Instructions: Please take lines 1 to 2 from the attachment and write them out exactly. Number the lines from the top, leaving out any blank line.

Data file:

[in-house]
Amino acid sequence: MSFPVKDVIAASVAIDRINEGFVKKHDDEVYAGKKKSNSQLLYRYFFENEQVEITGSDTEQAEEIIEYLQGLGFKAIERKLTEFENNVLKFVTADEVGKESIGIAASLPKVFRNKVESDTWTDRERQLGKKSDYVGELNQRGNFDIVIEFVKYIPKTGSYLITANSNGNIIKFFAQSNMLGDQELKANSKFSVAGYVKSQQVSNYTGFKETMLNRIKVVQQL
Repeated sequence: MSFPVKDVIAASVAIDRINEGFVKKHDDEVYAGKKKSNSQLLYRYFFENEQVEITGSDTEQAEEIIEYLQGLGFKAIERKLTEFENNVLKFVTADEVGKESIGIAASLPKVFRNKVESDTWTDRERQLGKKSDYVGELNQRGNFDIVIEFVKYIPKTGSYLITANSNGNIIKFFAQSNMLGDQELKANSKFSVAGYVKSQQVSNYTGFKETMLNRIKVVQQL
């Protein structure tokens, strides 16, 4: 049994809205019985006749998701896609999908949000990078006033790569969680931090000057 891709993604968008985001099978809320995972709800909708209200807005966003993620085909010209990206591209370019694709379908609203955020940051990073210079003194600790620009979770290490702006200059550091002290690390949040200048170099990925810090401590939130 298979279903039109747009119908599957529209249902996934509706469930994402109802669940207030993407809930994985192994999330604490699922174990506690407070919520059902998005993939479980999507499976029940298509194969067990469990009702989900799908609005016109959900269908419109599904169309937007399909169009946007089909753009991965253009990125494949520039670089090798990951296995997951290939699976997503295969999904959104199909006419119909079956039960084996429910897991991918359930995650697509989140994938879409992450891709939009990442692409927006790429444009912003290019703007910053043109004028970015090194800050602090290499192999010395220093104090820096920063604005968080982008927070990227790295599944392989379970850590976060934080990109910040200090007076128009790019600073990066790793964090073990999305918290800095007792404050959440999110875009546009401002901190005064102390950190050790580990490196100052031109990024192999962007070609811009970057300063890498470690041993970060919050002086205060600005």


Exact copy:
[in-house]
Amino acid sequence: MSFPVKDVIAASVAIDRINEGFVKKHDDEVYAGKKKSNSQLLYRYFFENEQVEITGSDTEQAEEIIEYLQGLGFKAIERKLTEFENNVLKFVTADEVGKESIGIAASLPKVFRNKVESDTWTDRERQLGKKSDYVGELNQRGNFDIVIEFVKYIPKTGSYLITANSNGNIIKFFAQSNMLGDQELKANSKFSVAGYVKSQQVSNYTGFKETMLNRIKVVQQL